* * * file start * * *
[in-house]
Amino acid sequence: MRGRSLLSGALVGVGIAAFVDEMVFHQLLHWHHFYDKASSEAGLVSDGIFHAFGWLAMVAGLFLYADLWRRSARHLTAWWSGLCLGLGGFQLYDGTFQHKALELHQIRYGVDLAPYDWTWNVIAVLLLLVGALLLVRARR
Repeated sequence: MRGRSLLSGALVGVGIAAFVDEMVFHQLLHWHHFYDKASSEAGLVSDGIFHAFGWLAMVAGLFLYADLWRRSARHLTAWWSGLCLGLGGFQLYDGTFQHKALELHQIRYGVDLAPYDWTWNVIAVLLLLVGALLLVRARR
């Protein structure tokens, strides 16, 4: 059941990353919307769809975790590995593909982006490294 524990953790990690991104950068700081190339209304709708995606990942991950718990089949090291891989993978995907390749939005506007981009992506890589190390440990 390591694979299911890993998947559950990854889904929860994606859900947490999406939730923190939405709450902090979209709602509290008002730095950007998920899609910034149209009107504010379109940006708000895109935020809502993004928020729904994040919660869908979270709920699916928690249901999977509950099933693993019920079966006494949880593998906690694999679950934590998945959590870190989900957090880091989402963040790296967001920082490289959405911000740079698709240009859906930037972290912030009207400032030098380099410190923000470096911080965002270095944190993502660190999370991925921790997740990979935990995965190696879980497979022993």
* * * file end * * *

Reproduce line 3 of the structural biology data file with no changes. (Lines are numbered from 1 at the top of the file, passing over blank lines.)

Repeated sequence: MRGRSLLSGALVGVGIAAFVDEMVFHQLLHWHHFYDKASSEAGLVSDGIFHAFGWLAMVAGLFLYADLWRRSARHLTAWWSGLCLGLGGFQLYDGTFQHKALELHQIRYGVDLAPYDWTWNVIAVLLLLVGALLLVRARR